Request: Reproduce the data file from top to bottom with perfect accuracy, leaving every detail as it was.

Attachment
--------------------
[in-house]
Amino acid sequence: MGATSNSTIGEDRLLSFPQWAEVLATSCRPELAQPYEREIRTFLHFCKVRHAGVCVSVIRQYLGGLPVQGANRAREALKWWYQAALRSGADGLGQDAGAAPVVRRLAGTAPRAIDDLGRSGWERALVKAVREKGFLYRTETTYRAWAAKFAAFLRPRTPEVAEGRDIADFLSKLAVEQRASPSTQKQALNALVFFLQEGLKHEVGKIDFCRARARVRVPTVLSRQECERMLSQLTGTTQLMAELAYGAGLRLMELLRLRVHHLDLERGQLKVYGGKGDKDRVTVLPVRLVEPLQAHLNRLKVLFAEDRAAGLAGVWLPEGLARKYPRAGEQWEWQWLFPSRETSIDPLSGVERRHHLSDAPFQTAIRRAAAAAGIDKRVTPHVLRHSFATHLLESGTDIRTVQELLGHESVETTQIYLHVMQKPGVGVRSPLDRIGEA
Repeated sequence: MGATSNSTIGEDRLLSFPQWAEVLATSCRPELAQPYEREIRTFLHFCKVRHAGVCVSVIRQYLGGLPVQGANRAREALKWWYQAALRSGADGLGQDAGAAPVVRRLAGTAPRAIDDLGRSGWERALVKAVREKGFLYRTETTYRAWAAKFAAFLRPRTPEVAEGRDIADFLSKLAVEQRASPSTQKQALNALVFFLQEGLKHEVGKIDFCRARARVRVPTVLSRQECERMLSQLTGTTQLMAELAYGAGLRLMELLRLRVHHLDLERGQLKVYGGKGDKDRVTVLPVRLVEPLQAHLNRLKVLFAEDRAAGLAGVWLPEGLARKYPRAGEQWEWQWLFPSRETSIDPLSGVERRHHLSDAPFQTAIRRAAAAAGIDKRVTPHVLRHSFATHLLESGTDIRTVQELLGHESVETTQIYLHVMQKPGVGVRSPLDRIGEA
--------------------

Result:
[in-house]
Amino acid sequence: MGATSNSTIGEDRLLSFPQWAEVLATSCRPELAQPYEREIRTFLHFCKVRHAGVCVSVIRQYLGGLPVQGANRAREALKWWYQAALRSGADGLGQDAGAAPVVRRLAGTAPRAIDDLGRSGWERALVKAVREKGFLYRTETTYRAWAAKFAAFLRPRTPEVAEGRDIADFLSKLAVEQRASPSTQKQALNALVFFLQEGLKHEVGKIDFCRARARVRVPTVLSRQECERMLSQLTGTTQLMAELAYGAGLRLMELLRLRVHHLDLERGQLKVYGGKGDKDRVTVLPVRLVEPLQAHLNRLKVLFAEDRAAGLAGVWLPEGLARKYPRAGEQWEWQWLFPSRETSIDPLSGVERRHHLSDAPFQTAIRRAAAAAGIDKRVTPHVLRHSFATHLLESGTDIRTVQELLGHESVETTQIYLHVMQKPGVGVRSPLDRIGEA
Repeated sequence: MGATSNSTIGEDRLLSFPQWAEVLATSCRPELAQPYEREIRTFLHFCKVRHAGVCVSVIRQYLGGLPVQGANRAREALKWWYQAALRSGADGLGQDAGAAPVVRRLAGTAPRAIDDLGRSGWERALVKAVREKGFLYRTETTYRAWAAKFAAFLRPRTPEVAEGRDIADFLSKLAVEQRASPSTQKQALNALVFFLQEGLKHEVGKIDFCRARARVRVPTVLSRQECERMLSQLTGTTQLMAELAYGAGLRLMELLRLRVHHLDLERGQLKVYGGKGDKDRVTVLPVRLVEPLQAHLNRLKVLFAEDRAAGLAGVWLPEGLARKYPRAGEQWEWQWLFPSRETSIDPLSGVERRHHLSDAPFQTAIRRAAAAAGIDKRVTPHVLRHSFATHLLESGTDIRTVQELLGHESVETTQIYLHVMQKPGVGVRSPLDRIGEA